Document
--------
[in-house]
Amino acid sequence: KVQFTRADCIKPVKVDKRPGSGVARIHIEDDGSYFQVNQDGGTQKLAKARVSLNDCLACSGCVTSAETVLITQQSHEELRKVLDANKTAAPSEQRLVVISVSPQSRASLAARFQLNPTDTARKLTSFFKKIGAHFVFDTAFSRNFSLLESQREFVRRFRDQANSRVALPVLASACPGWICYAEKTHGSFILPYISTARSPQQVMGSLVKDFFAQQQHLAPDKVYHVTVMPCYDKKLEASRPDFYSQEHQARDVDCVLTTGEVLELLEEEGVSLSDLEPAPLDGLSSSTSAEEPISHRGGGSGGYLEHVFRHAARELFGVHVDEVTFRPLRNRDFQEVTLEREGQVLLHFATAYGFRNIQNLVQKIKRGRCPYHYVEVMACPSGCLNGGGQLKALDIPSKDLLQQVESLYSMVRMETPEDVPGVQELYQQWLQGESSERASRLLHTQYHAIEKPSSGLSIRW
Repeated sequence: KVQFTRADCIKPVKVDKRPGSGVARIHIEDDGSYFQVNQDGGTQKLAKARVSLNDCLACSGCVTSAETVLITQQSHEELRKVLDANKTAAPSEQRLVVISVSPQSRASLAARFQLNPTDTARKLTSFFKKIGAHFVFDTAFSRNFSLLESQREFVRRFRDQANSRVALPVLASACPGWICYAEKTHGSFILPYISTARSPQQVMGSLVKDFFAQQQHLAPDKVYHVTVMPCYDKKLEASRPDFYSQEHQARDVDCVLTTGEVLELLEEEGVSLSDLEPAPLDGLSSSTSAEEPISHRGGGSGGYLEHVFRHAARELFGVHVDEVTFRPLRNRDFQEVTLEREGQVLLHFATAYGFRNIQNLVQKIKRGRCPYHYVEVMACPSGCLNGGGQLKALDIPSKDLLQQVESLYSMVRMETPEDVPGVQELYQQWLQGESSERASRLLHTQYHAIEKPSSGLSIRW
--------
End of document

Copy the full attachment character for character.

[in-house]
Amino acid sequence: KVQFTRADCIKPVKVDKRPGSGVARIHIEDDGSYFQVNQDGGTQKLAKARVSLNDCLACSGCVTSAETVLITQQSHEELRKVLDANKTAAPSEQRLVVISVSPQSRASLAARFQLNPTDTARKLTSFFKKIGAHFVFDTAFSRNFSLLESQREFVRRFRDQANSRVALPVLASACPGWICYAEKTHGSFILPYISTARSPQQVMGSLVKDFFAQQQHLAPDKVYHVTVMPCYDKKLEASRPDFYSQEHQARDVDCVLTTGEVLELLEEEGVSLSDLEPAPLDGLSSSTSAEEPISHRGGGSGGYLEHVFRHAARELFGVHVDEVTFRPLRNRDFQEVTLEREGQVLLHFATAYGFRNIQNLVQKIKRGRCPYHYVEVMACPSGCLNGGGQLKALDIPSKDLLQQVESLYSMVRMETPEDVPGVQELYQQWLQGESSERASRLLHTQYHAIEKPSSGLSIRW
Repeated sequence: KVQFTRADCIKPVKVDKRPGSGVARIHIEDDGSYFQVNQDGGTQKLAKARVSLNDCLACSGCVTSAETVLITQQSHEELRKVLDANKTAAPSEQRLVVISVSPQSRASLAARFQLNPTDTARKLTSFFKKIGAHFVFDTAFSRNFSLLESQREFVRRFRDQANSRVALPVLASACPGWICYAEKTHGSFILPYISTARSPQQVMGSLVKDFFAQQQHLAPDKVYHVTVMPCYDKKLEASRPDFYSQEHQARDVDCVLTTGEVLELLEEEGVSLSDLEPAPLDGLSSSTSAEEPISHRGGGSGGYLEHVFRHAARELFGVHVDEVTFRPLRNRDFQEVTLEREGQVLLHFATAYGFRNIQNLVQKIKRGRCPYHYVEVMACPSGCLNGGGQLKALDIPSKDLLQQVESLYSMVRMETPEDVPGVQELYQQWLQGESSERASRLLHTQYHAIEKPSSGLSIRW